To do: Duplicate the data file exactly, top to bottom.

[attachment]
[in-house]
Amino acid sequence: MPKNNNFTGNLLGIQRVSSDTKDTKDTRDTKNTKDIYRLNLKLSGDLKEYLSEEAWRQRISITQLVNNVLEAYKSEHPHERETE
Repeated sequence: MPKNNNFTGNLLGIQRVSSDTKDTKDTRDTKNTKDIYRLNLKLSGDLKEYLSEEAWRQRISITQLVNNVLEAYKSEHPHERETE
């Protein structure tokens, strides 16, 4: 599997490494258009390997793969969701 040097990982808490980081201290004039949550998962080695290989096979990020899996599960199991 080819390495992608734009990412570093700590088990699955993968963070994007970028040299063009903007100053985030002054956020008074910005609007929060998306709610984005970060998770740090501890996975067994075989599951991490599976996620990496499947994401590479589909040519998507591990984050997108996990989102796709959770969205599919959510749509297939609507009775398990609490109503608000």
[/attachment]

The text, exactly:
[in-house]
Amino acid sequence: MPKNNNFTGNLLGIQRVSSDTKDTKDTRDTKNTKDIYRLNLKLSGDLKEYLSEEAWRQRISITQLVNNVLEAYKSEHPHERETE
Repeated sequence: MPKNNNFTGNLLGIQRVSSDTKDTKDTRDTKNTKDIYRLNLKLSGDLKEYLSEEAWRQRISITQLVNNVLEAYKSEHPHERETE
């Protein structure tokens, strides 16, 4: 599997490494258009390997793969969701 040097990982808490980081201290004039949550998962080695290989096979990020899996599960199991 080819390495992608734009990412570093700590088990699955993968963070994007970028040299063009903007100053985030002054956020008074910005609007929060998306709610984005970060998770740090501890996975067994075989599951991490599976996620990496499947994401590479589909040519998507591990984050997108996990989102796709959770969205599919959510749509297939609507009775398990609490109503608000």